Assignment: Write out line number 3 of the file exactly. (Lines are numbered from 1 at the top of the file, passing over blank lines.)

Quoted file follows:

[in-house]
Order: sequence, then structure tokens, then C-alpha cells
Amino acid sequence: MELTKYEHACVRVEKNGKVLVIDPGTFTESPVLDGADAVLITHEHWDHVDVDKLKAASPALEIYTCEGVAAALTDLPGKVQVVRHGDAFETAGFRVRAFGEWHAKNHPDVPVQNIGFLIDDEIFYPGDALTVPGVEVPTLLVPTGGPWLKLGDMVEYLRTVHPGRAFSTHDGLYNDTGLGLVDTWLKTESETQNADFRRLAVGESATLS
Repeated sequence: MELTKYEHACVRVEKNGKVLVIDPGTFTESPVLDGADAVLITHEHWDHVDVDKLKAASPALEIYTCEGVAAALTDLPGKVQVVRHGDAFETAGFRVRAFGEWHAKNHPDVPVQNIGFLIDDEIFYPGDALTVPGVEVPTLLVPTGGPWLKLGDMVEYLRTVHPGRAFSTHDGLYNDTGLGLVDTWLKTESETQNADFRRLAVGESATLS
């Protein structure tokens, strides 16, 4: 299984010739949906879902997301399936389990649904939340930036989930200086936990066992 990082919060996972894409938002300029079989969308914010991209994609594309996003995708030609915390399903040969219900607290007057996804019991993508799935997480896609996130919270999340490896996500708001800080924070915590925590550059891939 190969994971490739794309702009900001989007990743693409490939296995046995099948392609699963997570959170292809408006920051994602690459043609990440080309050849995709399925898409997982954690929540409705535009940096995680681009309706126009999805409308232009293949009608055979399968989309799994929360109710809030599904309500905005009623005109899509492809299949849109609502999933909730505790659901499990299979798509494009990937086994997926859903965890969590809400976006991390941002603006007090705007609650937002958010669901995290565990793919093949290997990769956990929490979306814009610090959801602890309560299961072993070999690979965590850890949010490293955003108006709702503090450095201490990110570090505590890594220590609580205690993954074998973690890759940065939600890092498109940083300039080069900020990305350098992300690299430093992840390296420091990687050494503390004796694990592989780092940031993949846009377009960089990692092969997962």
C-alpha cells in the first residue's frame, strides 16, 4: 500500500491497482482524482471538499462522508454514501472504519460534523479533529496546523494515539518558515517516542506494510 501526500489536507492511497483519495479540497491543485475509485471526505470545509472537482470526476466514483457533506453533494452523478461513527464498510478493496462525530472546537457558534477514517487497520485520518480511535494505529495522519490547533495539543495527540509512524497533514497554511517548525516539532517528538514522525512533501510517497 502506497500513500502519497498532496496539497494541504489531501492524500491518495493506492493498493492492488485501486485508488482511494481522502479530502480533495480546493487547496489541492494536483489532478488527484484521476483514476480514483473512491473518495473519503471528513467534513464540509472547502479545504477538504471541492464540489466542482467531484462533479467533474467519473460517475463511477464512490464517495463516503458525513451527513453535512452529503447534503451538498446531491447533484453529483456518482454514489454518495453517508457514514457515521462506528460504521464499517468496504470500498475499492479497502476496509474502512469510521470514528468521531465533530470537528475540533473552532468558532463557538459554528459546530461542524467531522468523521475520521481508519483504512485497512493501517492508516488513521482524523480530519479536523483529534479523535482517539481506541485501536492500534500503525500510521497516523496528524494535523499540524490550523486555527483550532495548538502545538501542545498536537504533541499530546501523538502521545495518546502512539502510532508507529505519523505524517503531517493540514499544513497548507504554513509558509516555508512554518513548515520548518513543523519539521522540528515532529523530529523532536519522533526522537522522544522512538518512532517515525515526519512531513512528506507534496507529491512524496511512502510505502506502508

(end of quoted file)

Amino acid sequence: MELTKYEHACVRVEKNGKVLVIDPGTFTESPVLDGADAVLITHEHWDHVDVDKLKAASPALEIYTCEGVAAALTDLPGKVQVVRHGDAFETAGFRVRAFGEWHAKNHPDVPVQNIGFLIDDEIFYPGDALTVPGVEVPTLLVPTGGPWLKLGDMVEYLRTVHPGRAFSTHDGLYNDTGLGLVDTWLKTESETQNADFRRLAVGESATLS